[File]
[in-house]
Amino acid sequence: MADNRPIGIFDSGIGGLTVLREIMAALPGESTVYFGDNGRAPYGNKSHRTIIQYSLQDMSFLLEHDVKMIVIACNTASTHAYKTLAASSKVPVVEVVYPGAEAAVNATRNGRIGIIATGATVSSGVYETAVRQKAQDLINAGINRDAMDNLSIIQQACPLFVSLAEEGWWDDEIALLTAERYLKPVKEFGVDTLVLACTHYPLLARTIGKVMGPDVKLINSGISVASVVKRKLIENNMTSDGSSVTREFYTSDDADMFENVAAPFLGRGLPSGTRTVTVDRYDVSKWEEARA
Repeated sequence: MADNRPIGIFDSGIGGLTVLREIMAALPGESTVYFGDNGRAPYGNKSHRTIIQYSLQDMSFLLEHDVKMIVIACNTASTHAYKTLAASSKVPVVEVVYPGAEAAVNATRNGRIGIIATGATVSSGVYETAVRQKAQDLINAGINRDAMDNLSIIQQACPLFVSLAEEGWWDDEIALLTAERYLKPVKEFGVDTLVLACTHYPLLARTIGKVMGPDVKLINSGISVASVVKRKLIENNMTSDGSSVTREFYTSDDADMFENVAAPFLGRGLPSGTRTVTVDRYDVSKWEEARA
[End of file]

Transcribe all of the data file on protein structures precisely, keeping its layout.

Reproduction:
[in-house]
Amino acid sequence: MADNRPIGIFDSGIGGLTVLREIMAALPGESTVYFGDNGRAPYGNKSHRTIIQYSLQDMSFLLEHDVKMIVIACNTASTHAYKTLAASSKVPVVEVVYPGAEAAVNATRNGRIGIIATGATVSSGVYETAVRQKAQDLINAGINRDAMDNLSIIQQACPLFVSLAEEGWWDDEIALLTAERYLKPVKEFGVDTLVLACTHYPLLARTIGKVMGPDVKLINSGISVASVVKRKLIENNMTSDGSSVTREFYTSDDADMFENVAAPFLGRGLPSGTRTVTVDRYDVSKWEEARA
Repeated sequence: MADNRPIGIFDSGIGGLTVLREIMAALPGESTVYFGDNGRAPYGNKSHRTIIQYSLQDMSFLLEHDVKMIVIACNTASTHAYKTLAASSKVPVVEVVYPGAEAAVNATRNGRIGIIATGATVSSGVYETAVRQKAQDLINAGINRDAMDNLSIIQQACPLFVSLAEEGWWDDEIALLTAERYLKPVKEFGVDTLVLACTHYPLLARTIGKVMGPDVKLINSGISVASVVKRKLIENNMTSDGSSVTREFYTSDDADMFENVAAPFLGRGLPSGTRTVTVDRYDVSKWEEARA